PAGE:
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Vet Microbiol. 2004 Feb 4;98(2):169-74.

Avian circovirus diseases: lessons for the study of PMWS.

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Department of Agriculture and Rural Development for Northern Ireland, Stoney Road, Stormont, Belfast BT4 3SD, UK.


The diseases associated with psittacine beak and feather disease virus (BFDV), pigeon circovirus (PiCV) and goose circovirus (GoCV), which can be classified with porcine circovirus type 2 (PCV2) as members of the genus Circovirus of the family Circoviridae, have clinico-pathological features in common with post-weaning multisystemic wasting syndrome (PMWS), with which PCV2 infection is causally associated. Intracytoplasmic botryoid inclusions within macrophages and depletion of T and B lymphocytes are common histopathological features, and, in each case, affected animals usually exhibit ill-thrift and a predisposition to secondary infections, that is suggestive of an underlying immunosuppression. Although these avian diseases have been the subjects of relatively little research, their study can provide directly applicable lessons in the areas of diagnosis, epidemiology, pathogenesis and disease control for those charged with investigating PMWS. In keeping with its taxonomic separation as the only member of the genus Gyrovirus, the disease caused by chicken anaemia virus (CAV) differs histopathologically from the other circovirus-associated diseases. Most notably, the target cells of CAV have been identified as haemocytoblasts and precursor T lymphocytes, with lymphocyte depletion, which affects T cells only, occurring in cells directly infected with the virus. Nonetheless, CAV is the best-researched circovirus and provides excellent examples of both virus-induced immunosuppression and virus-virus interactions. The study of CAV-induced disease can therefore provide valuable, if less directly applicable lessons.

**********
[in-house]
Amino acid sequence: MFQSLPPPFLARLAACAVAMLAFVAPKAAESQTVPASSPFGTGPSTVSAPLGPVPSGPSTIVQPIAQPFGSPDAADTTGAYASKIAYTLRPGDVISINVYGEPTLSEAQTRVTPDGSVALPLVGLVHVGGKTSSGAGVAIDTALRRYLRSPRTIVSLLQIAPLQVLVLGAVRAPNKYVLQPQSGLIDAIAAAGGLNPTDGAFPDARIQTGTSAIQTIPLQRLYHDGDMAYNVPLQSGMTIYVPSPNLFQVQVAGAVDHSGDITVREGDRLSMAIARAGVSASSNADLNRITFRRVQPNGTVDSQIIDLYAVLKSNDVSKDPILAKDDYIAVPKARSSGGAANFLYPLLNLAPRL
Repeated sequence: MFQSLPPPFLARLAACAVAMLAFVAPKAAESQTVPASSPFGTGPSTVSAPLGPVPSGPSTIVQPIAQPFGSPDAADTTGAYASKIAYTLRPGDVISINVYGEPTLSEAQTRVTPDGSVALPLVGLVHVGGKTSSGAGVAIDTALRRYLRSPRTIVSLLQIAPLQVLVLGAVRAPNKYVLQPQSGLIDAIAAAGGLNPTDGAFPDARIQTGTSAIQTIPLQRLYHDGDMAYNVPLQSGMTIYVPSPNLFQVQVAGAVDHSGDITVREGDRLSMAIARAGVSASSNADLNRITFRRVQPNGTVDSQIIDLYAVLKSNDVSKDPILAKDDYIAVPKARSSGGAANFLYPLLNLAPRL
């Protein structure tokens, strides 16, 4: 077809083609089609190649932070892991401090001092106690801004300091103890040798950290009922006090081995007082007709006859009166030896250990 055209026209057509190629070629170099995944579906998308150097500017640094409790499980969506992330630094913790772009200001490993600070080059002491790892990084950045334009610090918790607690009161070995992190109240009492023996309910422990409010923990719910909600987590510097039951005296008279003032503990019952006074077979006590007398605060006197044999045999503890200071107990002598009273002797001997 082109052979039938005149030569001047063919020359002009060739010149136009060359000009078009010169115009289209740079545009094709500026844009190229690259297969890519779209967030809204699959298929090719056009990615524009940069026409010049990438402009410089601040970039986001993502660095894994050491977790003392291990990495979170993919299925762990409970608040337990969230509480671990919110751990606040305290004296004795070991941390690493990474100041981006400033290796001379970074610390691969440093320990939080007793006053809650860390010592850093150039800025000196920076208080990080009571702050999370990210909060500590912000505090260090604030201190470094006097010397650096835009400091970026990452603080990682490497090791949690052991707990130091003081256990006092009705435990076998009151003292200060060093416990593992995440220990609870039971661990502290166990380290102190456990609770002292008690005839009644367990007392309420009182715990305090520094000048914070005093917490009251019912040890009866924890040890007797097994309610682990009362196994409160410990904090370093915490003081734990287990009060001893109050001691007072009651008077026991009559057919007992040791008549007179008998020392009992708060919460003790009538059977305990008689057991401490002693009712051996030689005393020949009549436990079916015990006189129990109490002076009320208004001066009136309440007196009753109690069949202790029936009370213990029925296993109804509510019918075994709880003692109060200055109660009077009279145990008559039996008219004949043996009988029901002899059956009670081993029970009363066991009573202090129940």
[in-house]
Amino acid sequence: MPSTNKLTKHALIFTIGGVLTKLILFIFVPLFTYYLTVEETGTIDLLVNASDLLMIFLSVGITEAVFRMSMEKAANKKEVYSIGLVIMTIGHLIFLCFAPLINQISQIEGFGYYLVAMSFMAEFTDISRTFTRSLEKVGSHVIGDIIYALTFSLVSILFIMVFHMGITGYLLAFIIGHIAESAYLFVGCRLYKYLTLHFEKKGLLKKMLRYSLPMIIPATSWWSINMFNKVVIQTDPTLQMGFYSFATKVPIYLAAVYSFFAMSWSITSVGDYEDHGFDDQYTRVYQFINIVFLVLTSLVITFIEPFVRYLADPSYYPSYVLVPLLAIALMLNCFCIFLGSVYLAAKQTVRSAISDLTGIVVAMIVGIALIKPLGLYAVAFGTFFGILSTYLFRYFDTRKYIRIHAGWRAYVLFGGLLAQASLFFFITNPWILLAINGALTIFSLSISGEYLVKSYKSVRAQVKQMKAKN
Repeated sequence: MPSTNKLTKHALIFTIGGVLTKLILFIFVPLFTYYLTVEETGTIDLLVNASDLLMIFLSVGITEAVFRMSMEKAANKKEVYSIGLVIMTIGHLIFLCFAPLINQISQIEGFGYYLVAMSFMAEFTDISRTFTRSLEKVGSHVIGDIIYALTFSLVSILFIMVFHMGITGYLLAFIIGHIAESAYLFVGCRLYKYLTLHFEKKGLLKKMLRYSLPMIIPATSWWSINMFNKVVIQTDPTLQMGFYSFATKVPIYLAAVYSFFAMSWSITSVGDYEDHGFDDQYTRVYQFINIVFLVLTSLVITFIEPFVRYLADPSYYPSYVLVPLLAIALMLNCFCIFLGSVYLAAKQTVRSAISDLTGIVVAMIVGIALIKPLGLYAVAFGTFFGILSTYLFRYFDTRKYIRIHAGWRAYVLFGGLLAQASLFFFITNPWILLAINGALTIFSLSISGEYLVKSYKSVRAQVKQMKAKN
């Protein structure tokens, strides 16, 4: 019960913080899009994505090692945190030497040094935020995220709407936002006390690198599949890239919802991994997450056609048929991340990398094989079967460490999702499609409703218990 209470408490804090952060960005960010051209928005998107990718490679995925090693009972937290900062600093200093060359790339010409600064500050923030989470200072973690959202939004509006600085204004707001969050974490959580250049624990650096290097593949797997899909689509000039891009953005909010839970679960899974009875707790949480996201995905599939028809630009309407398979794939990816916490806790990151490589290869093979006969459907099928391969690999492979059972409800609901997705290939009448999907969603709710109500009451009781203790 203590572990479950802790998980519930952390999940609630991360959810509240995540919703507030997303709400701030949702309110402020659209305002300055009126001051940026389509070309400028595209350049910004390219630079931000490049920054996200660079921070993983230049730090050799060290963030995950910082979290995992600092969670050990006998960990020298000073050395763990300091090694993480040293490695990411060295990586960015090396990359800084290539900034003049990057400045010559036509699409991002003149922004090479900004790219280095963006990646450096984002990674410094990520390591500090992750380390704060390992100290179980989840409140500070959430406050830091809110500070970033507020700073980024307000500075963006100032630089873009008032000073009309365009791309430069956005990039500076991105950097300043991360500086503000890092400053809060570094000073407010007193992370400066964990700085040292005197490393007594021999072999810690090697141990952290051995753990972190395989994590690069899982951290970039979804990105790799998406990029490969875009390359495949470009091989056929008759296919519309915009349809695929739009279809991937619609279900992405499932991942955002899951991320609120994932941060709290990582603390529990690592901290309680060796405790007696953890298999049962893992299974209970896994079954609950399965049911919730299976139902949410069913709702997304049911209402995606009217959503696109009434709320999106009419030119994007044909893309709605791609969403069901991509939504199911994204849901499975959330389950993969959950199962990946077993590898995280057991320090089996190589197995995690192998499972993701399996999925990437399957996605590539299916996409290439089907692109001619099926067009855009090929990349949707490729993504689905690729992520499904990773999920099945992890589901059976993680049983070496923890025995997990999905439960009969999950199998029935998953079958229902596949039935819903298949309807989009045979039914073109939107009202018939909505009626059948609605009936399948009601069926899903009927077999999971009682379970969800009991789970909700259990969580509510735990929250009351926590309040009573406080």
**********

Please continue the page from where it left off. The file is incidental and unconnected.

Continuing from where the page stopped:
[Indexed for MEDLINE]

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